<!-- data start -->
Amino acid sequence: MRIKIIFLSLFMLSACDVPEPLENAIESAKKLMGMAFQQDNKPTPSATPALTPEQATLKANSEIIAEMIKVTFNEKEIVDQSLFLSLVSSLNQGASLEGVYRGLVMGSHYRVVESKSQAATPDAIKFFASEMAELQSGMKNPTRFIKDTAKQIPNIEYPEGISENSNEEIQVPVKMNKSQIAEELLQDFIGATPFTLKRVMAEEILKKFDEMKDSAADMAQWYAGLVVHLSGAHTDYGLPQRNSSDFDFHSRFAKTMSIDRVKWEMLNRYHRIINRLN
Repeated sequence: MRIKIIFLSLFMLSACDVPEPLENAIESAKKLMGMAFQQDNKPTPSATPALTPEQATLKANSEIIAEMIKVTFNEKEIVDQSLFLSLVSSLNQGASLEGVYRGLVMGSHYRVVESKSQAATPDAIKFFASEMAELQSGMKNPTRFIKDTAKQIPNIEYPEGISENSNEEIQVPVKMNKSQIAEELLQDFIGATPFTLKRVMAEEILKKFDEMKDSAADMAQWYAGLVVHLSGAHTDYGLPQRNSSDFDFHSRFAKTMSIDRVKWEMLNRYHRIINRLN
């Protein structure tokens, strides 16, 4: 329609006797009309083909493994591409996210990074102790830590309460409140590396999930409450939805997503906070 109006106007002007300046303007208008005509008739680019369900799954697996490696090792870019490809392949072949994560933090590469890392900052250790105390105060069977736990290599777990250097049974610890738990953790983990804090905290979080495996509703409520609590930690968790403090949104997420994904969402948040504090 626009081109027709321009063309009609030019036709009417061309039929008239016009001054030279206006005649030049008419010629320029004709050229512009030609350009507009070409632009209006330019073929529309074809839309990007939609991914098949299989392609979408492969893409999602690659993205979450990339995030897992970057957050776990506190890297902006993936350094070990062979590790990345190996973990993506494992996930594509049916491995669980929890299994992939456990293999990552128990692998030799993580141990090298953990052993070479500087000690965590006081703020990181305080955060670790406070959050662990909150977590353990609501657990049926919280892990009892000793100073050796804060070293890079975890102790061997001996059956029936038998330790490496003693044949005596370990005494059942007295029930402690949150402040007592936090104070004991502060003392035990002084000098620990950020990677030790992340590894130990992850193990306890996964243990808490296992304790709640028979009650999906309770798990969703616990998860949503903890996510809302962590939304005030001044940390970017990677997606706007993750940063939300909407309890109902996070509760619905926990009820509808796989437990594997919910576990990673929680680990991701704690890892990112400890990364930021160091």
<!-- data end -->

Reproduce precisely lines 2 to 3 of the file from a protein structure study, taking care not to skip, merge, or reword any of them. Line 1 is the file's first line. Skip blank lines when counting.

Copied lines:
Repeated sequence: MRIKIIFLSLFMLSACDVPEPLENAIESAKKLMGMAFQQDNKPTPSATPALTPEQATLKANSEIIAEMIKVTFNEKEIVDQSLFLSLVSSLNQGASLEGVYRGLVMGSHYRVVESKSQAATPDAIKFFASEMAELQSGMKNPTRFIKDTAKQIPNIEYPEGISENSNEEIQVPVKMNKSQIAEELLQDFIGATPFTLKRVMAEEILKKFDEMKDSAADMAQWYAGLVVHLSGAHTDYGLPQRNSSDFDFHSRFAKTMSIDRVKWEMLNRYHRIINRLN
């Protein structure tokens, strides 16, 4: 329609006797009309083909493994591409996210990074102790830590309460409140590396999930409450939805997503906070 109006106007002007300046303007208008005509008739680019369900799954697996490696090792870019490809392949072949994560933090590469890392900052250790105390105060069977736990290599777990250097049974610890738990953790983990804090905290979080495996509703409520609590930690968790403090949104997420994904969402948040504090 626009081109027709321009063309009609030019036709009417061309039929008239016009001054030279206006005649030049008419010629320029004709050229512009030609350009507009070409632009209006330019073929529309074809839309990007939609991914098949299989392609979408492969893409999602690659993205979450990339995030897992970057957050776990506190890297902006993936350094070990062979590790990345190996973990993506494992996930594509049916491995669980929890299994992939456990293999990552128990692998030799993580141990090298953990052993070479500087000690965590006081703020990181305080955060670790406070959050662990909150977590353990609501657990049926919280892990009892000793100073050796804060070293890079975890102790061997001996059956029936038998330790490496003693044949005596370990005494059942007295029930402690949150402040007592936090104070004991502060003392035990002084000098620990950020990677030790992340590894130990992850193990306890996964243990808490296992304790709640028979009650999906309770798990969703616990998860949503903890996510809302962590939304005030001044940390970017990677997606706007993750940063939300909407309890109902996070509760619905926990009820509808796989437990594997919910576990990673929680680990991701704690890892990112400890990364930021160091």